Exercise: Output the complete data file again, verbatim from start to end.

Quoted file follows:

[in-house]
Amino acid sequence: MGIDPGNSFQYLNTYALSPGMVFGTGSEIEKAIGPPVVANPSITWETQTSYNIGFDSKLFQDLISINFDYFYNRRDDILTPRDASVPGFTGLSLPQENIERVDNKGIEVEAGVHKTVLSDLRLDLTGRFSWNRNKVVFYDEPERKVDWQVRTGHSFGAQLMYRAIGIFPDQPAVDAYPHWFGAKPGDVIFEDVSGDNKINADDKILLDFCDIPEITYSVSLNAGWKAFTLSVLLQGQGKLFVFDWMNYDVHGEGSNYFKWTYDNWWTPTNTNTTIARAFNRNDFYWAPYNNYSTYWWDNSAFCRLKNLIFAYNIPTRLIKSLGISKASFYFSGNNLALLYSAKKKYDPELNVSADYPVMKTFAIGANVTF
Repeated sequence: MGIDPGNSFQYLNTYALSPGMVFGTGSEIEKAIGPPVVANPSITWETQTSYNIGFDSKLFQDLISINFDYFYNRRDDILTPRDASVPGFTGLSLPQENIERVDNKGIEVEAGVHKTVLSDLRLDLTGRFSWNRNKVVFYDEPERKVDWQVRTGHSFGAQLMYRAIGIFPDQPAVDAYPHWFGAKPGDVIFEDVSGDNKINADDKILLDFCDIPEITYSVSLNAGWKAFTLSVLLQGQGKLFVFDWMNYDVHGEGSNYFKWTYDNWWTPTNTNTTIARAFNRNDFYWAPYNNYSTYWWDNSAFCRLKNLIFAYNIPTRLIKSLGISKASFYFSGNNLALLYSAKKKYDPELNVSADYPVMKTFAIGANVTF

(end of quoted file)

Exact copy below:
[in-house]
Amino acid sequence: MGIDPGNSFQYLNTYALSPGMVFGTGSEIEKAIGPPVVANPSITWETQTSYNIGFDSKLFQDLISINFDYFYNRRDDILTPRDASVPGFTGLSLPQENIERVDNKGIEVEAGVHKTVLSDLRLDLTGRFSWNRNKVVFYDEPERKVDWQVRTGHSFGAQLMYRAIGIFPDQPAVDAYPHWFGAKPGDVIFEDVSGDNKINADDKILLDFCDIPEITYSVSLNAGWKAFTLSVLLQGQGKLFVFDWMNYDVHGEGSNYFKWTYDNWWTPTNTNTTIARAFNRNDFYWAPYNNYSTYWWDNSAFCRLKNLIFAYNIPTRLIKSLGISKASFYFSGNNLALLYSAKKKYDPELNVSADYPVMKTFAIGANVTF
Repeated sequence: MGIDPGNSFQYLNTYALSPGMVFGTGSEIEKAIGPPVVANPSITWETQTSYNIGFDSKLFQDLISINFDYFYNRRDDILTPRDASVPGFTGLSLPQENIERVDNKGIEVEAGVHKTVLSDLRLDLTGRFSWNRNKVVFYDEPERKVDWQVRTGHSFGAQLMYRAIGIFPDQPAVDAYPHWFGAKPGDVIFEDVSGDNKINADDKILLDFCDIPEITYSVSLNAGWKAFTLSVLLQGQGKLFVFDWMNYDVHGEGSNYFKWTYDNWWTPTNTNTTIARAFNRNDFYWAPYNNYSTYWWDNSAFCRLKNLIFAYNIPTRLIKSLGISKASFYFSGNNLALLYSAKKKYDPELNVSADYPVMKTFAIGANVTF